Your Primitive Brain Doesn’t Want You to Break Bad Habits. Science Can Help

Your Primitive Brain Doesn't Want You to Break Bad Habits. Science Can Help

Most people associate bad habits with the kind of activities that wind up on a list of New Year’s resolutions—eating and drinking too much, spending too much time on the smartphone and avoiding the gym.

But bad habits are often behind more than just personal peccadilloes. The neural machinery of habit formation is also the root cause of many of the worst collective behaviors: Texting while driving, gossiping about co-workers, littering, mansplaining, farting silently in public, making racist or unfair assumptions about strangers and even spreading the kind of misinformation online that some experts warn is threatening to undermine our democracy.

Many people who are aware of bad habits and recognize them to be potentially harmful blame themselves for being weak and lacking the willpower needed to resist them. But in recent years, scientists have used advanced imaging technologies to peer inside the brain as habits are being formed and they’ve mapped habit-formation to precise structures in the brain—structures formed so long ago in the smithy of evolution that humans share them with other mammals. Getty Research suggests that habits, which operate below conscious awareness, usually cannot be tamed simply by resolving to resist them. By the time you realize you’re munching on that bag of potato chips, picking your nose, fighting with someone on Facebook or veering into oncoming traffic while texting, it’s too late.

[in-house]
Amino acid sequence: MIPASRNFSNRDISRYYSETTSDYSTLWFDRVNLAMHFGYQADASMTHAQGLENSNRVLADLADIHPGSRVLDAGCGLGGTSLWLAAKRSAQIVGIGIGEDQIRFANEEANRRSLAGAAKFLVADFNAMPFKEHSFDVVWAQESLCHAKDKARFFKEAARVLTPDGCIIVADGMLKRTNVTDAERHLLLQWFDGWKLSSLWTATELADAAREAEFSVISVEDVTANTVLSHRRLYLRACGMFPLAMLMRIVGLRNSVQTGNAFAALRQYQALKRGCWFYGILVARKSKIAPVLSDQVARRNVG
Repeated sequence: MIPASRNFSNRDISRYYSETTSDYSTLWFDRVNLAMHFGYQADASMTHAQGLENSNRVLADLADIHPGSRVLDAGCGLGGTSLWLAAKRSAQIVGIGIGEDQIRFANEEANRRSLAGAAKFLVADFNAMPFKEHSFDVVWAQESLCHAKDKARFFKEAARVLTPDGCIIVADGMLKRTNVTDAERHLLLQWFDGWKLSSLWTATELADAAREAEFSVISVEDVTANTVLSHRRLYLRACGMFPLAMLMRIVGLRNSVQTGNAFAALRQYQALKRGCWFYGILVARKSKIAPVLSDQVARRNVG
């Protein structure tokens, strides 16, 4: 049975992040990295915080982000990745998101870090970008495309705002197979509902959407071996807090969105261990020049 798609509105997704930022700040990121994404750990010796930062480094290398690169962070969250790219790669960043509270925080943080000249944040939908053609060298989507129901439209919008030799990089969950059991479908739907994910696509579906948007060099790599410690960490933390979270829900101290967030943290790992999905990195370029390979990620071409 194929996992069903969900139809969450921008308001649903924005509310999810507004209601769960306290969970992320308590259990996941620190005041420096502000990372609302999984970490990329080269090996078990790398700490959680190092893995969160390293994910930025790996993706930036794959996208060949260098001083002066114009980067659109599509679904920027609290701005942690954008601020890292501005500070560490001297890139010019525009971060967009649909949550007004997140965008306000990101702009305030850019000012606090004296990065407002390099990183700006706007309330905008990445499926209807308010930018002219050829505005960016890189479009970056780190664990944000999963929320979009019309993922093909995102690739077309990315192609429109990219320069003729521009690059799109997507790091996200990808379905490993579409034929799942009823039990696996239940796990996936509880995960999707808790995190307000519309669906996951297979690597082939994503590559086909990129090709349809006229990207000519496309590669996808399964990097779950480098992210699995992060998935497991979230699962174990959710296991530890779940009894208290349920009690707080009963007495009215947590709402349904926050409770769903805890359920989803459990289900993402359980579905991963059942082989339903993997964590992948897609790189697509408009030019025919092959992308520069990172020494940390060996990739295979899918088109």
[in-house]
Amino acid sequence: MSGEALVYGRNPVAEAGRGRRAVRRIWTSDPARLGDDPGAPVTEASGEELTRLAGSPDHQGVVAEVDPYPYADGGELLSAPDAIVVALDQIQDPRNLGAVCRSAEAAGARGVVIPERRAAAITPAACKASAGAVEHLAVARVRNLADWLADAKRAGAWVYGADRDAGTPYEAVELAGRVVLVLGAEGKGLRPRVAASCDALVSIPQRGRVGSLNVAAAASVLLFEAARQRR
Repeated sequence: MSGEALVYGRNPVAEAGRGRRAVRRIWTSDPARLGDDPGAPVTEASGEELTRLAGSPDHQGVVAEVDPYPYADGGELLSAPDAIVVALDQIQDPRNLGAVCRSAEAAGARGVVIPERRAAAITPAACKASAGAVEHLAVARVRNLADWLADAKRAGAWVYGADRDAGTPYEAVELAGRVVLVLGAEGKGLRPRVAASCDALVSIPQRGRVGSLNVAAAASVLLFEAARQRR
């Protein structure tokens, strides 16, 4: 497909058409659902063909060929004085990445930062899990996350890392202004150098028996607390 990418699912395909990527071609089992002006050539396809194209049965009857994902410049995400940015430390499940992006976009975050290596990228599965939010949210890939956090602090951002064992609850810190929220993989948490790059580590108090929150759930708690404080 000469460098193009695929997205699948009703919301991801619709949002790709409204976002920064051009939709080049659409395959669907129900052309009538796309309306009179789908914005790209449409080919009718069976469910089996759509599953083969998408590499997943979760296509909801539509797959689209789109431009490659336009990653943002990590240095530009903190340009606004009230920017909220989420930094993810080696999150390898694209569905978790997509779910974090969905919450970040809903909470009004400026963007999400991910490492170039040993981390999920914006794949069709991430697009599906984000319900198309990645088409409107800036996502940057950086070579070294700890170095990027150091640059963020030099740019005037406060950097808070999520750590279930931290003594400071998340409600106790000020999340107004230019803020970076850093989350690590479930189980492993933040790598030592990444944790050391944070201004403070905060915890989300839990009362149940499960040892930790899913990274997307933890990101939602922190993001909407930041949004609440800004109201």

If we want to change our habits, research suggests, we need to understand how they work, anticipate the cues that trigger them and find ways to break our habit cycle before it starts. Taming a bad habit requires a lot of planning: we need to reverse engineer the chain of behavior that precedes them, and then either remove the cues that set us off altogether, or take the time to build new habits that will replace them. It involves acknowledging that much of what we do is habitual and not the result of our own decision-making, and setting goals in a way that drives new behavior patterns.

Still, it’s not easy to break a habit—nature has made sure of it. That’s because habits are an essential tool of survival—without them, the simple tasks of everyday life would overwhelm us. Americans spend an average of 43 percent of each day engaged in tasks that are largely unconscious—that have become so automatic that we’re able to think and talk about other things while we’re doing them, according to research by Wendy Wood, a psychology professor at the University of Southern California.

“Habits are a unique kind of a learning system—they’re unconscious—so we don’t have access to them in the way that we have access to other decisions,” Wood says. “And I think that’s been overlooked in the popular press and that gets people into trouble.” Americans spend 43 percent of each day engaged in tasks that have become so automatic that we’re able to think and talk about other things while we’re doing them, says psychologist Wendy Wood. Understanding habits and learning how to gain some control over them creates possibilities for making the world a better place. We could all be healthier, happier and less distracted. To hear Wood tell it, it might even improve the state of our democracy. Habit Hackers